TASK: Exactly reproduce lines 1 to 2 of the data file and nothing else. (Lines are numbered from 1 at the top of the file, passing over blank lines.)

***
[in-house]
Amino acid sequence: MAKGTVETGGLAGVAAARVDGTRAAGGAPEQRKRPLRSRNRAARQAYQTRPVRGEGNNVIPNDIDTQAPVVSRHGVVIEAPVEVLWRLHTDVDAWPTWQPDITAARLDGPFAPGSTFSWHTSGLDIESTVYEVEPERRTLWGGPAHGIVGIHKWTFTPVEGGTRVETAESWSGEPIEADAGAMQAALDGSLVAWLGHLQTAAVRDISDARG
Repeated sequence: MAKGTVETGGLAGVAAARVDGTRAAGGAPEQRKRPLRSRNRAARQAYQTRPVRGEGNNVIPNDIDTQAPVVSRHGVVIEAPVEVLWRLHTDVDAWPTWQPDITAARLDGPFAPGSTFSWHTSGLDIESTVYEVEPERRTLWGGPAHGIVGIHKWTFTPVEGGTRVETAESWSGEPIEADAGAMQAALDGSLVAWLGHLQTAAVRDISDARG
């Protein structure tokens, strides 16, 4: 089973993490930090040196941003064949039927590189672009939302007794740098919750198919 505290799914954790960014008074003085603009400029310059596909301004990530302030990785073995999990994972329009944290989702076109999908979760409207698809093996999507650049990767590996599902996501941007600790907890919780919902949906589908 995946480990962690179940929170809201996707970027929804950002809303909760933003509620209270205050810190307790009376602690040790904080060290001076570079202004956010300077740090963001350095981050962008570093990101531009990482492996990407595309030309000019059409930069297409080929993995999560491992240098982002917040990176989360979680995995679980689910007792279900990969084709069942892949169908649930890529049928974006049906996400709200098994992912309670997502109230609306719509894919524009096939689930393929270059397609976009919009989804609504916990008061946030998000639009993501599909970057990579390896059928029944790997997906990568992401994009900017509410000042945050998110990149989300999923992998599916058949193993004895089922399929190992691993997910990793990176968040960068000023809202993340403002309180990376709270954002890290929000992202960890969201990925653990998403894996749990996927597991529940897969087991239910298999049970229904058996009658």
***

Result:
[in-house]
Amino acid sequence: MAKGTVETGGLAGVAAARVDGTRAAGGAPEQRKRPLRSRNRAARQAYQTRPVRGEGNNVIPNDIDTQAPVVSRHGVVIEAPVEVLWRLHTDVDAWPTWQPDITAARLDGPFAPGSTFSWHTSGLDIESTVYEVEPERRTLWGGPAHGIVGIHKWTFTPVEGGTRVETAESWSGEPIEADAGAMQAALDGSLVAWLGHLQTAAVRDISDARG